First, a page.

The above-the-pump dunnage area provides room for additional Class A foam and gel storage. The gel instantly turns water into a Vaseline-like goop that helps prevent water runoff. It works even on vertical surfaces for at least 24 hours on a windy, 100-degree day. With only one firefighter to drive the rig, RFPD can cover homes in gel or CAFS using two bumper-mounted master streams controlled from the cab.

The unit can make a firebreak 520 feet wide and four miles long with each load of water. That equals a bulldozer line 65 blades wide. It can also cover as many as 48 homes with CAFS using only one load of water. The department can stop running roof fires while the vehicle is in motion. A single 350-gpm CAFS deck gun, supplied by tank water, can operate for 48 minutes, or two guns can function for 24 minutes. A 350-gpm deck-gun water stream goes for seven minutes. A 180-gpm water attack line can operate for 13 minutes off tank water. A 90-second, 700-gpm blitz attack with water still allows seven minutes of 180-gpm mop up.

The Foam Pro system selected by RFPD has a maximum proportioning rate of 880 gpm of water and a minimum flow rate of 20 gpm. It can supply all seven preconnected lines simultaneously, or both guns and two attack lines. Foam controls consist of an on/off switch and a metering knob. The metering knob is preset with foam on all the time.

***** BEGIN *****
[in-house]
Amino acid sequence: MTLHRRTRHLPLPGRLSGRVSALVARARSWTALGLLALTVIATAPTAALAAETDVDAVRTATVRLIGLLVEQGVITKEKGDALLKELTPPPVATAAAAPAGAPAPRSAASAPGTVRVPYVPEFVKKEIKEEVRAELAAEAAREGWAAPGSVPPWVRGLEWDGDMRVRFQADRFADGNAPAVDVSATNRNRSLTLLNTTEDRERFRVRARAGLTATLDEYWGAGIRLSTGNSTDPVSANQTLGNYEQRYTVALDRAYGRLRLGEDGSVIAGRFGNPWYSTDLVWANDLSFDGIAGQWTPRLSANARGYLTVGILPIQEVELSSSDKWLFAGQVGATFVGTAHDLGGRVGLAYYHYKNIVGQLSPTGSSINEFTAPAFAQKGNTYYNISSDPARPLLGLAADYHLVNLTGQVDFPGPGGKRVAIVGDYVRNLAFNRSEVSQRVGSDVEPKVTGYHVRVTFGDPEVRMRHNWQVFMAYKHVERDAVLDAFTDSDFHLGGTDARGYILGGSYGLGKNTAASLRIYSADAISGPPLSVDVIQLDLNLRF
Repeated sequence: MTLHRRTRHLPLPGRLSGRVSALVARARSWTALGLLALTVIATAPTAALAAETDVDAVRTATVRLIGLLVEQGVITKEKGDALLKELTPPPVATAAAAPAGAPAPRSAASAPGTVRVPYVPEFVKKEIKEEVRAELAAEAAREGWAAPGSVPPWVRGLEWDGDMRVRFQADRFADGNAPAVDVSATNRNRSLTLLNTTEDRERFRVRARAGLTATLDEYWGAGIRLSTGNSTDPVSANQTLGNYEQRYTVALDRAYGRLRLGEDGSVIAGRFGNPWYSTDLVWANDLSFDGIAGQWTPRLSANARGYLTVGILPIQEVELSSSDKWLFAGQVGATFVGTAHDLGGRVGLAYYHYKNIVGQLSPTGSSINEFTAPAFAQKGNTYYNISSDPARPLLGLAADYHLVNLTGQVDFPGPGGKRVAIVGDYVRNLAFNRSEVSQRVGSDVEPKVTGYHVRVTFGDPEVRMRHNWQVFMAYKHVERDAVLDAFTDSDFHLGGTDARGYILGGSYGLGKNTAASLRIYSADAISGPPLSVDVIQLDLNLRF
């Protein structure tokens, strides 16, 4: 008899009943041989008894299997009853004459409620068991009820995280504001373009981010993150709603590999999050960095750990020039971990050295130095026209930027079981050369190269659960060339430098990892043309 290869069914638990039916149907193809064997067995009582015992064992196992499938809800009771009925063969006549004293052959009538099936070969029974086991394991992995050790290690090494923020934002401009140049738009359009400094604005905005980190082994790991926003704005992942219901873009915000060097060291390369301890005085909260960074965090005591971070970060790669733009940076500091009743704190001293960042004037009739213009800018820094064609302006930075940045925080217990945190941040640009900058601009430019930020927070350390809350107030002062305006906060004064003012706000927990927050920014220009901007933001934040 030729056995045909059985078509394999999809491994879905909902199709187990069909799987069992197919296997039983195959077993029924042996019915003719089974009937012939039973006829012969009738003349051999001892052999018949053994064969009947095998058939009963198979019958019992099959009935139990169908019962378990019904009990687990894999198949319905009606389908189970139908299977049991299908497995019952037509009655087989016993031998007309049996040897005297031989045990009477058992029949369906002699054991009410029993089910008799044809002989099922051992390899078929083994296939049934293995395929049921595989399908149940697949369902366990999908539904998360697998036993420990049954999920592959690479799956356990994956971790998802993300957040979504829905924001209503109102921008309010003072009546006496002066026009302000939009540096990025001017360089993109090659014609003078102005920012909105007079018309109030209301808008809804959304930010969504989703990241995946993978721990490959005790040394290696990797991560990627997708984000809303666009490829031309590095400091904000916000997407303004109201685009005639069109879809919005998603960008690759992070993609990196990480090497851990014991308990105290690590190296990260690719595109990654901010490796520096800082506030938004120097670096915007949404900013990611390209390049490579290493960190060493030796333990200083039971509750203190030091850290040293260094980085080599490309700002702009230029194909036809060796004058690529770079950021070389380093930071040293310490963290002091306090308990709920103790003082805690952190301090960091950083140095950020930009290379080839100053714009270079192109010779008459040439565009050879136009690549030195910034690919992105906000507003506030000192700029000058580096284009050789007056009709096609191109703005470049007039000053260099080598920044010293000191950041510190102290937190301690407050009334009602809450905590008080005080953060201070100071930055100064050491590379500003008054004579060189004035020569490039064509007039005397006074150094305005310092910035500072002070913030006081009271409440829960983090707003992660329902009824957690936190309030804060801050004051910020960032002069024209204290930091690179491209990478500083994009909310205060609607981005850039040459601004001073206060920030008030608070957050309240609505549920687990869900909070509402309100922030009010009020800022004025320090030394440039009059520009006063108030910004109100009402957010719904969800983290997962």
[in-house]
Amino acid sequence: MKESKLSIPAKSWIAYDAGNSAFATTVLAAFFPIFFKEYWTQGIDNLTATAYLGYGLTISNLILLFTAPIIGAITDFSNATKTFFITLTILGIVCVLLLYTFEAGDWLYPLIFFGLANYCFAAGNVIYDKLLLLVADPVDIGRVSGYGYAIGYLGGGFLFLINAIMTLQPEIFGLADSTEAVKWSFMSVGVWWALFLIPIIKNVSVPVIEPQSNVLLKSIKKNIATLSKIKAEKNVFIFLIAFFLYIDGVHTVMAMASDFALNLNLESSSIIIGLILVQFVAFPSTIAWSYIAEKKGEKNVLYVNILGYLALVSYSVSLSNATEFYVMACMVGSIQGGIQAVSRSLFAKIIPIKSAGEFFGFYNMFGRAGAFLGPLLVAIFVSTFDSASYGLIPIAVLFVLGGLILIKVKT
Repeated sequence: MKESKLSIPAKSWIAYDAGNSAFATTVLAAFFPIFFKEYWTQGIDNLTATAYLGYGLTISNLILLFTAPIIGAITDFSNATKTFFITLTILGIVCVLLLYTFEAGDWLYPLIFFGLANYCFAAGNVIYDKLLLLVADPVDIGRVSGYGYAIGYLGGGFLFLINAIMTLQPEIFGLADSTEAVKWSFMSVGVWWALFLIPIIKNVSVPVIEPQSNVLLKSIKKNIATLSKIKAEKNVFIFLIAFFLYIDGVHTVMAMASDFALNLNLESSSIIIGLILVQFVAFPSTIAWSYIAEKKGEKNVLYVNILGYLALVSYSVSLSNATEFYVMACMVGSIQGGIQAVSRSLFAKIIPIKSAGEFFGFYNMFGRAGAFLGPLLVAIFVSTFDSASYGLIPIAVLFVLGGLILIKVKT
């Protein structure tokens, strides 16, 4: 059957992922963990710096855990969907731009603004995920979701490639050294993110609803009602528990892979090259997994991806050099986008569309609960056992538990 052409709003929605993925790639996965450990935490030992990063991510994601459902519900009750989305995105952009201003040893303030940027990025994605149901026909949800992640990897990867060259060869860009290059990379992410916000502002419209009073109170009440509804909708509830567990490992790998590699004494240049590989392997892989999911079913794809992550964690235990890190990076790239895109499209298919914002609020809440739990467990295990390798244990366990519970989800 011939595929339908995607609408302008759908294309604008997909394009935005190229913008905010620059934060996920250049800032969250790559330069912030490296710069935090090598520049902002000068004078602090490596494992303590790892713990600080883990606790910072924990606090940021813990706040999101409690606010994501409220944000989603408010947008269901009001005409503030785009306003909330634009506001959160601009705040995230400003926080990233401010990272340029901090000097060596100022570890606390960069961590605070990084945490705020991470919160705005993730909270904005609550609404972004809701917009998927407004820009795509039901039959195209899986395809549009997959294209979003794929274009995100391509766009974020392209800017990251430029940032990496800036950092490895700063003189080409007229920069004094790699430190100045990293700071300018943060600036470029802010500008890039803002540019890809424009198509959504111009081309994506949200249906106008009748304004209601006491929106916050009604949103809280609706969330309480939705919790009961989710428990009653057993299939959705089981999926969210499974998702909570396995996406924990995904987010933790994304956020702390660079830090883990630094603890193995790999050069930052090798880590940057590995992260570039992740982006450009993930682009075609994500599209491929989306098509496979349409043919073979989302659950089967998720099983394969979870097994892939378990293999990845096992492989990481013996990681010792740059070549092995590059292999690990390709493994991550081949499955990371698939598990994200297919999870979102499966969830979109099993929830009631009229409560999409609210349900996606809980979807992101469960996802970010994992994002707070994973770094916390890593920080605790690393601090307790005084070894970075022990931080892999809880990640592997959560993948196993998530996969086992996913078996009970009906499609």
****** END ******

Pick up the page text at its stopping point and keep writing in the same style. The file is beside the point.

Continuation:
The front bumper not only sports attack lines, it offers instant deployment for a preconnected Phoenix tool cutter and spreader, and a cord light with a 750-watt ALPHA 2000 light head on a Tele-Lite base with on/off switch and an electrical outlet for running other tools. Both tools have 150-foot reels located above the pump that run cords through piping to the front bumper where they are easily accessible.

The attack lines are color-coded, donut-roll, preconnected loads for one-firefighter deployment and reloading. If one firefighter can deploy and reload attack lines, others are free to perform different tasks. The bumper sports a 200-foot mixed line of 1- and 2-inch hose. The attack lines connect to Akron water thieves.

Thermal Imaging

Any new fire engine must be able to work in heavy smoke. During a major wildland fire, heavy-smoke conditions can make driving impossible, and the probability of running into another vehicle is high. In addition, structure protection often occurs downwind. Sometimes a driver has no choice but to drive through heavy smoke or park a fire truck downwind on a structure fire, which restricts the amount of information available to make an accurate size-up and good decisions.

Structure firefighting also requires that crews work in heavy smoke and darkness. It's unrealistic to expect a group of crawling firefighters to find occupants of a multilevel home quickly and safely every time. Also, locating a fire in heavy smoke is difficult.